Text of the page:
Dubai: The battle at the International Telecommunication Union (ITU) is building up and the real issue comes when they debate article 6.0.6 proposed to be included in the International Telecommunication Regulations (ITRs) in the next couple of days, which is to impose fees for content coming into the networks, a think tank told Gulf News.
The article proposed by the African States mandates member states to take measures to ensure that operating agencies have the right to charge providers of international communication applications and services appropriate access charges based on the agreed quality of service.
The Arab States proposals include the same language and further state that regulatory measures may be imposed by the member state in cases where appropriate access charges are not established through commercial arrangements and to the extent that such measures do not hinder competition. This clearly indicates an intention to reach beyond companies that are merely supplying international telecommunication services but to those who supply applications and services over them.
Threat to investment
A proposal from the European Telecommunications Network Operators’ Association (ETNO) about this is also attracting a lot of attention.
“Imposing fees for content coming into networks are a clear and present danger to investment that will connect our people to the internet,” Dr Rohan Samarajiva, chairman and chief executive of LIRNEasia and former Sri Lankan director general for telecommunications, told Gulf News.
He said it is widely recognised that access-network providers exert a degree of market power because they can control access to their customers.
For example, a person sitting in the UAE requests for a YouTube video. A small amount of data goes out to wherever the server is. A large amount of data flows in to the UAE network, a large net inflow.
According to this model, he said the sending network would have to pay an “access charge” that is considered appropriate by the various governments. There is talk of commercial agreements, but what is a commercial agreement in which the payments are second-guessed by governments? The transaction costs of negotiating thousands of commercial agreements in the newly liberalised telecom environment would be high.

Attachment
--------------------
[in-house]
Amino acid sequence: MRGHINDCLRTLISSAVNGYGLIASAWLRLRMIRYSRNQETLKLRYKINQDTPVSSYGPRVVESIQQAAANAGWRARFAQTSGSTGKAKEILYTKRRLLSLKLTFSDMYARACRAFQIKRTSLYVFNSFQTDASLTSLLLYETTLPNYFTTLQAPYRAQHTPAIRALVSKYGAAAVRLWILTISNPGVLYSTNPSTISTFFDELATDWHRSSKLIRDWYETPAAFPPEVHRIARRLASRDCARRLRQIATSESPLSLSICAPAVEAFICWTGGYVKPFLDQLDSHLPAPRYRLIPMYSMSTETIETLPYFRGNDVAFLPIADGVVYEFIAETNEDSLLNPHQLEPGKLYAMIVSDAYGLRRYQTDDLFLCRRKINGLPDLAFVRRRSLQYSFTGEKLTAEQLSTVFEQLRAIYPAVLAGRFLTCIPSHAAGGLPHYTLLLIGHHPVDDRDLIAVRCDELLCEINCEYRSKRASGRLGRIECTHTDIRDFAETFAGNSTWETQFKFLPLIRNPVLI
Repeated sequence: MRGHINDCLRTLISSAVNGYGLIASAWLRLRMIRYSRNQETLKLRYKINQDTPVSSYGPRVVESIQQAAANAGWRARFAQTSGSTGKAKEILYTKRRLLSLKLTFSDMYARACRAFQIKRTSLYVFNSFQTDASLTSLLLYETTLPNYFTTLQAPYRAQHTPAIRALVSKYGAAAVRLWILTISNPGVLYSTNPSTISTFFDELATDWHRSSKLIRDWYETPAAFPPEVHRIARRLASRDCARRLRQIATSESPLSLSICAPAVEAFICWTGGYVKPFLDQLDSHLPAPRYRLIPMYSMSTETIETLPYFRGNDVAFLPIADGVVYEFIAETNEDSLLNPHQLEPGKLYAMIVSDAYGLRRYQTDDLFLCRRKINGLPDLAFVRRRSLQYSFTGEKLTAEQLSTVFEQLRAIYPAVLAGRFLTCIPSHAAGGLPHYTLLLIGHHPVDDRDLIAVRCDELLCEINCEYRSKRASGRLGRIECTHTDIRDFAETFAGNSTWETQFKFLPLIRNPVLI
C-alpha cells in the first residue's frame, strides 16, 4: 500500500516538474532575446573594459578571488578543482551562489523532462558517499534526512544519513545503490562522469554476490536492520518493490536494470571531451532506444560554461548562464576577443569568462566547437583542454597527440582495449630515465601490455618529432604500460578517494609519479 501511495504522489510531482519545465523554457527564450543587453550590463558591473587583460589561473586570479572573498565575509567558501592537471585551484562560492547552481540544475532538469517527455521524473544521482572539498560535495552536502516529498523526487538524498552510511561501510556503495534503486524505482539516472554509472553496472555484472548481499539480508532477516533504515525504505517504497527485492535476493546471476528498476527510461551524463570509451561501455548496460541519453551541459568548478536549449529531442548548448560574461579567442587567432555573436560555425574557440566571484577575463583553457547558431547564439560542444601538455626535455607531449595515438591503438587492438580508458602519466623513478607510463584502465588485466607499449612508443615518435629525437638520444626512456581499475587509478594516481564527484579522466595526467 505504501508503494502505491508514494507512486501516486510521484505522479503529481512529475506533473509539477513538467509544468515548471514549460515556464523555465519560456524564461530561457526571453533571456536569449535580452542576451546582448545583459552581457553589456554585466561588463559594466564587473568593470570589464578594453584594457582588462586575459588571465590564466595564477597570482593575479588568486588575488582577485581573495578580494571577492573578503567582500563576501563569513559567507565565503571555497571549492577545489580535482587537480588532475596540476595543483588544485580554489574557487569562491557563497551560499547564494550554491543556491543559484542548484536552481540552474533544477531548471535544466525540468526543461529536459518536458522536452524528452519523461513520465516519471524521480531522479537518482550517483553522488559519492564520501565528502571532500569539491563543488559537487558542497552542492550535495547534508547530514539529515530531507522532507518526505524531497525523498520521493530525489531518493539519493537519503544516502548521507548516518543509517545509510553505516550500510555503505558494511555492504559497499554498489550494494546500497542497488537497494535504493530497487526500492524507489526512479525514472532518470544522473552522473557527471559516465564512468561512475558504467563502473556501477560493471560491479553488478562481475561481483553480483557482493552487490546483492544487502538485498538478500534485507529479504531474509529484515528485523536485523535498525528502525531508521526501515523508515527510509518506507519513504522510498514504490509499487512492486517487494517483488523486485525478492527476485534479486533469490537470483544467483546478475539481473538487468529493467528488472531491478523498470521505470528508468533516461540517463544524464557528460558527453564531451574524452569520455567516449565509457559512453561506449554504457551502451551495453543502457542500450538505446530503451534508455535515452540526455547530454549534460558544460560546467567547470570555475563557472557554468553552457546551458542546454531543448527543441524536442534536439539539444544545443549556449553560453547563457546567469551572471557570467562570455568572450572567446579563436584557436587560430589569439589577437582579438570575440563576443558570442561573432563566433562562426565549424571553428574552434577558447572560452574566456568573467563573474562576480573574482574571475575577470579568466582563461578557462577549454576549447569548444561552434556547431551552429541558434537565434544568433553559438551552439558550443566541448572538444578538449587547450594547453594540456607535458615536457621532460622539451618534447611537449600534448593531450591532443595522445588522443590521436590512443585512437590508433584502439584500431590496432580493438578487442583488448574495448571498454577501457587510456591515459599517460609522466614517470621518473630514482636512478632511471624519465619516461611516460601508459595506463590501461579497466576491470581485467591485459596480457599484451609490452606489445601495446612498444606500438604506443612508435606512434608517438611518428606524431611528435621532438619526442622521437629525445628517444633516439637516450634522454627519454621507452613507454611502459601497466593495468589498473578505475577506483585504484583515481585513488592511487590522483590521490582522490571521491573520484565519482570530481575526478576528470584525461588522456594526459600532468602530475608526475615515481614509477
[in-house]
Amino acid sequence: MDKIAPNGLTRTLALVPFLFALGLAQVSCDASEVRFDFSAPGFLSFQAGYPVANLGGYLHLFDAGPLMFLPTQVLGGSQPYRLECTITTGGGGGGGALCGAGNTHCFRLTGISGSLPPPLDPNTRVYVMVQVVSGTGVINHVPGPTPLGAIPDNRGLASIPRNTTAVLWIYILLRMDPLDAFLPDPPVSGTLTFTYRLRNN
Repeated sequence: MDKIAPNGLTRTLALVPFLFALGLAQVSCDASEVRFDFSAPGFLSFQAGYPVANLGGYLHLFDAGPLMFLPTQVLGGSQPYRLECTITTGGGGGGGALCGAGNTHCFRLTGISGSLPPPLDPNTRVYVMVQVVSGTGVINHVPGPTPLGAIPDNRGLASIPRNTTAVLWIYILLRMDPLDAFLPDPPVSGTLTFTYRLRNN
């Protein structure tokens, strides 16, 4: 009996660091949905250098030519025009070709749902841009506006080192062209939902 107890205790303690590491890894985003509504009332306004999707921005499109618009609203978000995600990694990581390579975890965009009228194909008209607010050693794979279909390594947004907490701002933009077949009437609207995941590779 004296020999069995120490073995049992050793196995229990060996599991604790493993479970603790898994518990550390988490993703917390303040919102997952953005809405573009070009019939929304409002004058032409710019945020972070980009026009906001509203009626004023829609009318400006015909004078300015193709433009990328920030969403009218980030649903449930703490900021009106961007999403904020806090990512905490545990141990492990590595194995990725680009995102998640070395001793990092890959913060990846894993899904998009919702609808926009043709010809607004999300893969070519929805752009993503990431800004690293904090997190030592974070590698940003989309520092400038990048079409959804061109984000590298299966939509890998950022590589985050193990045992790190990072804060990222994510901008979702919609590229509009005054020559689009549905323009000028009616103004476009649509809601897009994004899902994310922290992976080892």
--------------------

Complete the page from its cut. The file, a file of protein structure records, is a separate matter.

European telecom companies have been trying to get Google to pay for the bandwidth YouTube and its other websites are using since 2010.
Samarajiva warns that Google, Facebook, Amazon and iTunes would have to pay national network operators significantly more for the bandwidth their services use.
Challenging the move
The Americans are to fighting this move to the bitter end in Dubai and Goggle has been campaigning for more than a month.
According to its blog, Google have so far garnered about 2.86 million people around the world for free and open internet.
“The internet has created so much value today due to its openness. [It is] borderless and belongs to everyone, it has brought unprecedented freedoms to billions of people worldwide: the freedom to create and innovate, to organise and influence, to speak and be heard,” Bill Echikson, Head of Free Expression Policy and PR, Europe, Middle East & Africa, Google, said.
“No single entity controls the internet; it is controlled by the billions of people. Governments have a role but the internet has always been an instrument of the people because it is designed to be open and free from the bottom up, not the top down,” he said.
“What should Google do? They need to do raise their voice before it comes into force,” Samarajiva of LIRNEasia said.
He said the new payment proposal that are being requested and the transaction costs are likely to Balkanise the internet. Entire countries and networks may cease to have access to attractive content, because the content providers or the networks that host the content may deprive them of access because it no longer makes economic sense to serve them.
If ITU member states vote for ill-considered proposals that elevate ITU jurisdiction, the current progress driven by the Internet in recent years to jump-start developing world economies could come to a halt.
“Such proposals would have deeply problematic effects on the developing world’s ability to access low-priced online content,” he said.